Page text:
Documenting one of the forgotten corners of Porthcawl
Porthcawl is a South Wales coastal town full of contradictions. As Bridgend Borough’s only seaside town, Porthcawl is the tourist jewel that’s almost forgotten. I say almost because things are on the change. Porthcawl is a jewel that’s dusty and in need of re-seating in its mount but, in expert hands, and done right, its former beauty is easily restored.
For a small seaside town, and most likely because it’s a small seaside town, wealth and poverty are uncomfortable neighbours with million pound houses and bedsits in converted Victorian villas. Urban decay holds guard over forgotten land.
Although, the land isn’t really forgotten. It’s land held in the hope that, one day, fortunes will return to this once thriving coal port town, and beachfront land will reveal its hidden pot of potential development gold at the end of a neon rainbow. Scrub land and multi-million pound investments, wealth and poverty, all make uncomfortable bedfellows. It’s the modern enigma of once thriving seaside resorts around Britain, run down but full to the brim with summer tourists. Not as many tourists as in the towns heyday but, still the summer tourists come.
The summer migration/invasion is a battle on three fronts. In the first wave, Pensioners arrive in Porthcawl by bus, seeking the seaside town and experience of yore. It’s still there if you look through squinted eyes or have cataracts. Young families arriving by car make up the second wave. These families stay at the caravan parks and spend their time at the ever shrinking funfair where they point with sticky, candy floss covered fingers to a spot of empty concrete and say, “Wasn’t there a ride there last year?”. The third wave arrives at the very end of the summer season when thousands flood into Porthcawl for three days of tribute acts, karaoke and dress-up at the Elvis festival (which warrants a whole photographic documentary series all to itself).
Sun cream days and chip supper nights, all rounded off with cheap beer in the clubhouse, or in the pubs locals flee during the long summer months. Pensioners and young alike go to bed wobbly and tired. Lots of forgotten moments for different reasons. Whilst tourists choke the roads out of Porthcawl like fat deposits block arteries, locals take the long way around via country lane capillaries, making sure to give way to each other with a knowing wave as they go…yep, that time of year again. There’s a love hate relationship between locals, tourists and the Elvis Festival goers. It’s not a unique relationship to Porthcawl. Every town, city and even country has the same wary relationship between locals and tourists.
Yes, Porthcawl has many contradictions. For this series I’ve chosen to focus on one contradiction and call it the Barrens.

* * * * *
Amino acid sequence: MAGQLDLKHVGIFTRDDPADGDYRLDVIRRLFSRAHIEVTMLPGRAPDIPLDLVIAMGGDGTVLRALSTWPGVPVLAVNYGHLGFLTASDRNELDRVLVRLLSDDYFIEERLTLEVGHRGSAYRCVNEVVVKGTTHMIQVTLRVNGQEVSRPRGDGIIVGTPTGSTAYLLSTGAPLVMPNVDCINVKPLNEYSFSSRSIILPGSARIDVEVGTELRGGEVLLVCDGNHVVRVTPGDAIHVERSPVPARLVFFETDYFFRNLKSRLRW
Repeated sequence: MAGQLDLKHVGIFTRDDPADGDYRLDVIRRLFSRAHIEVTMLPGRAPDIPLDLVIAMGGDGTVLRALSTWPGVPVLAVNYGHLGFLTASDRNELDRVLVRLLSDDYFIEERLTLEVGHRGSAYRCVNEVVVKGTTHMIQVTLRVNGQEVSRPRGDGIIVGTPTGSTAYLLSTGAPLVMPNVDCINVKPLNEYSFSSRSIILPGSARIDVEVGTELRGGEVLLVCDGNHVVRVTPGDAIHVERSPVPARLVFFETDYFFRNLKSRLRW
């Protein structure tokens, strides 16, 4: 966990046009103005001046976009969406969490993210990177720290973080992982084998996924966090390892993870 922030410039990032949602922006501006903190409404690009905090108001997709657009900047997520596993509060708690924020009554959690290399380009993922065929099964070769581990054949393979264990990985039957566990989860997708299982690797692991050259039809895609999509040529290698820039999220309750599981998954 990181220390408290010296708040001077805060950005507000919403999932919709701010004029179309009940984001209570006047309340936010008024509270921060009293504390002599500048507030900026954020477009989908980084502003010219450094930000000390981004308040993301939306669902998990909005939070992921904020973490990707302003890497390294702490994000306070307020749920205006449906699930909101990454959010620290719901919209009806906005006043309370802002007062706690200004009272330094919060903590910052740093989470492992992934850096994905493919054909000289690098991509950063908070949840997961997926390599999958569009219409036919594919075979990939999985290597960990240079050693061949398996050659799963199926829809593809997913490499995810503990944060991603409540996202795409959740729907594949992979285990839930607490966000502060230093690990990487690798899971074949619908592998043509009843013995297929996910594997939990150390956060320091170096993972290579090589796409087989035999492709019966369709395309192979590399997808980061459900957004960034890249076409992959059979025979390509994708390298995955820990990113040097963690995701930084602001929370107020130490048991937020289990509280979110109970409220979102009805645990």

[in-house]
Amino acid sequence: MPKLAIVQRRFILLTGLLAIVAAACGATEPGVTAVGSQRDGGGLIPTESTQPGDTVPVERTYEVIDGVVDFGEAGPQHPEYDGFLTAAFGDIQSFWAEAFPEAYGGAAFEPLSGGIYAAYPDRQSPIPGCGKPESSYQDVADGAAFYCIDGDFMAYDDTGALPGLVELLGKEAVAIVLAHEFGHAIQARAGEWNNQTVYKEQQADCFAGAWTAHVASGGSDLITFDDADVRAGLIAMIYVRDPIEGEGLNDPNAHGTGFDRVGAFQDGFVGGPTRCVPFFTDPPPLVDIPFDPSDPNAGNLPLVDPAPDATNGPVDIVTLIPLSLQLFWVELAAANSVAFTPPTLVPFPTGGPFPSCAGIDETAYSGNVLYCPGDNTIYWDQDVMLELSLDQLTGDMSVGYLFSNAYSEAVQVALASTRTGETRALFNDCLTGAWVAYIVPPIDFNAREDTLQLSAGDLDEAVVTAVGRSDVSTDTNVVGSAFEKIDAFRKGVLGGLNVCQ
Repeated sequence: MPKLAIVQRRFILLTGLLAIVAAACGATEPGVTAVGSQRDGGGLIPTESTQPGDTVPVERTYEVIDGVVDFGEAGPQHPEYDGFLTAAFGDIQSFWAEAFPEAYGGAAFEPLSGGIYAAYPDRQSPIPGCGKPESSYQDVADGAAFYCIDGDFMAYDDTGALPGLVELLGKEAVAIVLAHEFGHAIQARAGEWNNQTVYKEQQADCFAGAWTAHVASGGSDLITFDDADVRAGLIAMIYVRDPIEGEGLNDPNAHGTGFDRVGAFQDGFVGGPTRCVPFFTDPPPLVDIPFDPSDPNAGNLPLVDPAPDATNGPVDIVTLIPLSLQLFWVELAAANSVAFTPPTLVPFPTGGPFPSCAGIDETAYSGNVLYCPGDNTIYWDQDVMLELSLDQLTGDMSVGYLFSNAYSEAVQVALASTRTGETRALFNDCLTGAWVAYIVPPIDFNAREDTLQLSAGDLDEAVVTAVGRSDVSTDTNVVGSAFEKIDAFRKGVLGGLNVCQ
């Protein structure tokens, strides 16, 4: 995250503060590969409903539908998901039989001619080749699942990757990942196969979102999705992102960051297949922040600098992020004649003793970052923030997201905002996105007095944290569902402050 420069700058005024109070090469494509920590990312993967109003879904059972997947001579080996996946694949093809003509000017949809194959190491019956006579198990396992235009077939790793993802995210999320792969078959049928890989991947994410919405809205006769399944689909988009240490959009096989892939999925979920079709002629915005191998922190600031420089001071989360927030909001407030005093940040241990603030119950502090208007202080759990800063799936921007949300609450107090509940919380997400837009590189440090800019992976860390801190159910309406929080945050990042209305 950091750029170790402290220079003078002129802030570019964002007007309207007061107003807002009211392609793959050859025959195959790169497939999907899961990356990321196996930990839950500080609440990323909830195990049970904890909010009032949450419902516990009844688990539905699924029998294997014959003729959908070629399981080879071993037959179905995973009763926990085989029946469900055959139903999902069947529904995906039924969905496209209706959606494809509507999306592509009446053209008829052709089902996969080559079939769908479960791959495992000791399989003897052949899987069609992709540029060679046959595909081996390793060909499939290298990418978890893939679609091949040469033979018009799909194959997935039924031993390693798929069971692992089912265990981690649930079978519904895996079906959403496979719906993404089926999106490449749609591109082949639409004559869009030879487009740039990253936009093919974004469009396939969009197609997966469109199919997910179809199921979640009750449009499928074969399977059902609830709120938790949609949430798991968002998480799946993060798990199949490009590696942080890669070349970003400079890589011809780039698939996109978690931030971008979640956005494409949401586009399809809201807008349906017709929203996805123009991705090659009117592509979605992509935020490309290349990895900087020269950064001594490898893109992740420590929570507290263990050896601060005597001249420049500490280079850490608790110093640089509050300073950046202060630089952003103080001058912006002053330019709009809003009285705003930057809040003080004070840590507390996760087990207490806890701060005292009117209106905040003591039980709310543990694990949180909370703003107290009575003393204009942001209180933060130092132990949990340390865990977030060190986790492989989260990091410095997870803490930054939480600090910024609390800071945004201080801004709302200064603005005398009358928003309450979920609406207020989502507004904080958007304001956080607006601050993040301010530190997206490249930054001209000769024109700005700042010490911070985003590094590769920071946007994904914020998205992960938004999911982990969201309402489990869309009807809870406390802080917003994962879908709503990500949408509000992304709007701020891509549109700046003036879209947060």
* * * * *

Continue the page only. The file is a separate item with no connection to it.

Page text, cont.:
Known to locals as The Bowl, due to a large semicircle depression in the middle of this strip of beach front land, if the Barrens existence is known at all to people outside of Porthcawl then it’s likely remembered as the old Sandy Bay Touring Site.
Run by the local authority, the Sandy Bay Touring site closed in 2000 in a cloud of controversy. The site was profitable but, to a local authority in the midst of government spending cuts and a recession, it was all too tempting to close down, asset strip and sell the land to the highest bidder. Even in a recession there’s money to be made if you know how. Who wouldn’t want to develop prime beach front property? Well, as it turned out, no one. Not a soul. The cloud of controversy grew. Open, the site brought tourist money to Porthcawl. Closed, the land lay derelict and the dereliction spread. Like plants shrivel and die during a dry spell, parts of a town shrivel and die when the money pot empties.
For a long time Porthcawl found itself caught in the general economic decline in sync with another boom and bust cycle. Then, like any town relying on a seasonal tourist trade, package holidays and a favourable exchange rate formed the blade that was not only thrust into the towns side but also twisted. Porthcawl had a mortal wound.
Bridgend County Borough isn’t the wealthiest county in Wales. Neither is it the poorest but, it has it’s share of poverty and unemployment in enough abundance to warrant a large amount of funding from a plethora of EU economic schemes. Schemes to improve infrastructure, to entice manufacturing to the area, to increase job prospects and social mobility, and boost commerce. As a direct result of these initiatives, Porthcawl began to receive its much needed dust down and the re-seating work began when the rejuvenation bandwagon rolled into town on EU coffers. Porthcawl is on the up. It’s a slow up but, an up nevertheless.